A SENIOR Limerick hotel representative has warned that the industry will be crippled and jobs lost if the Government decides to up the rate of VAT next week.
Dermot Kelly, Shannon Region Vice Chair of the Irish Hotels Federation, told the Limerick Post that the industry, and hospitality in general, is already fighting a massive battle and needs the rate to stay the same if it has any hope of retaining jobs.
“We need to have a stable VAT rate. We’re taking bookings for 2024 and 2025 but it’s impossible to quote prices when we don’t know what the rate is going to be,” he said.
He warned that a VAT increase to 13.5 per cent – which is the rate being proposed – could be the death knell for many businesses across the hospitality sector.
“It’s predicted that there will be 24,000 job losses across the hospitality industry if this goes ahead. I feel extremely sorry for pubs and restaurants that have no accommodation to fall back on.”
The tourism industry is the largest indigenous employer in the country, supporting 270,000 livelihoods prior to the pandemic, including 12,000 jobs in Limerick.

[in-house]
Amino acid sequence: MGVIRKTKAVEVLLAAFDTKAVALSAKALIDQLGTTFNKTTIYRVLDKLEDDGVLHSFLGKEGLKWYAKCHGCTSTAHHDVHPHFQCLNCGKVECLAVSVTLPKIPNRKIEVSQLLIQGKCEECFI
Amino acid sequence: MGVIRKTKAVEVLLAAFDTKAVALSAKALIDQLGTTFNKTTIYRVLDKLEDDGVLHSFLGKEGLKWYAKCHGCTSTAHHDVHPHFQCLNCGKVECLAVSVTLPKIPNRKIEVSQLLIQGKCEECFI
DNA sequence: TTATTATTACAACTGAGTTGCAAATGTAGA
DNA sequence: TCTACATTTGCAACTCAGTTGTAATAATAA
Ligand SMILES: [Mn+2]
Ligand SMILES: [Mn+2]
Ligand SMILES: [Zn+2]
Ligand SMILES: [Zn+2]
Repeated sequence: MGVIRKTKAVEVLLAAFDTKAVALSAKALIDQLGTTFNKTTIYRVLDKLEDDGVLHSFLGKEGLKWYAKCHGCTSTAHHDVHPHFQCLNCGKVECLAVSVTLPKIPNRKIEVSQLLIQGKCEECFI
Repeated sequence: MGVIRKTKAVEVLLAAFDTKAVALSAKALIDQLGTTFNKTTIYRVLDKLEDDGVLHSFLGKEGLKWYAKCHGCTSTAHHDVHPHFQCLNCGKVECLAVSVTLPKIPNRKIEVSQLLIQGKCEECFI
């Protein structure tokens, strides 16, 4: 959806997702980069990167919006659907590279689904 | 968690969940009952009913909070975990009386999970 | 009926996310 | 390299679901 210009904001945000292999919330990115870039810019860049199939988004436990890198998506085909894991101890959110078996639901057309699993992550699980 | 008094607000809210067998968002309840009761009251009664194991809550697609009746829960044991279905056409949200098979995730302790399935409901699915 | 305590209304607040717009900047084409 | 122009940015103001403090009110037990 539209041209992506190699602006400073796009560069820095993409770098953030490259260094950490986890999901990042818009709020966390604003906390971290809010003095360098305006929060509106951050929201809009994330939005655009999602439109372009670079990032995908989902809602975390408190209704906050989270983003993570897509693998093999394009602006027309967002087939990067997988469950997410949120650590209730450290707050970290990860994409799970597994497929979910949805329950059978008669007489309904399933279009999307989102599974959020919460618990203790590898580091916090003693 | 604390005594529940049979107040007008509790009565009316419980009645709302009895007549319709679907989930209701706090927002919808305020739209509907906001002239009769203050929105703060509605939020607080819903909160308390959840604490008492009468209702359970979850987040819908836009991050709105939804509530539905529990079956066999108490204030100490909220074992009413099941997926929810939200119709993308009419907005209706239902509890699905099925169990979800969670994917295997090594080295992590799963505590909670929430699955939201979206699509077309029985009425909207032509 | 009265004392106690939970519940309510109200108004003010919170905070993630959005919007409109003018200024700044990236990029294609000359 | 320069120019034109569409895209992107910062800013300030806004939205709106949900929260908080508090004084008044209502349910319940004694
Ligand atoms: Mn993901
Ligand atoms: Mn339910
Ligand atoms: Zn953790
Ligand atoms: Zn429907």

VAT is just one of a number of moving pieces in the mechanism of price rises that hotels, bars, and restaurants are trying to cope with, Mr Kelly said.
Foreign tourism is still 27 per cent down on pre-pandemic levels, coming on the heels of the two years of the pandemic, during which the hotel industry lost €5 billion in revenue.
Mr Kelly said that his own venue, the Shannon Springs Hotel, clearly demonstrates what is happening to costs in the sector.
“Everyone has seen what’s happened with the price of groceries. In the context of a hotel, we have seen multiple price rises in the last six months.
“The latest invoice we got from a supplier, the price of some items had gone up by 28 per cent, and that’s before any VAT increase.
“We’re talking about basic items here – basmati rice, baked beans for the breakfasts. We’ve put our prices up marginally but nothing like the extent the costs are going up.”
And while much has been made of the energy supports of up to €10,000 offered to businesses by Government, Mr Kelly said that there has been a very low take-up.
“They’re not transparent and they’re very unwieldy. A business can only claim back if they are using natural gas, not the large bottled gas that a lot of places use because natural gas is really only available in cities and big towns.
“And it only applies since September/October but there have been massive energy price increases before that.”
Using the Shannon hotel as an example, Mr Kelly said: “We have got our bills for electricity gas and oil for the month of December just gone and they come to €34,000 for just one month.
“The same bills in December 2019 came to €11,000,” he explained
“We really need to have VAT stay at the rate it is. If we put prices up, people who are already hit themselves will stop coming out and spending with us. And it’s jobs that will suffer.”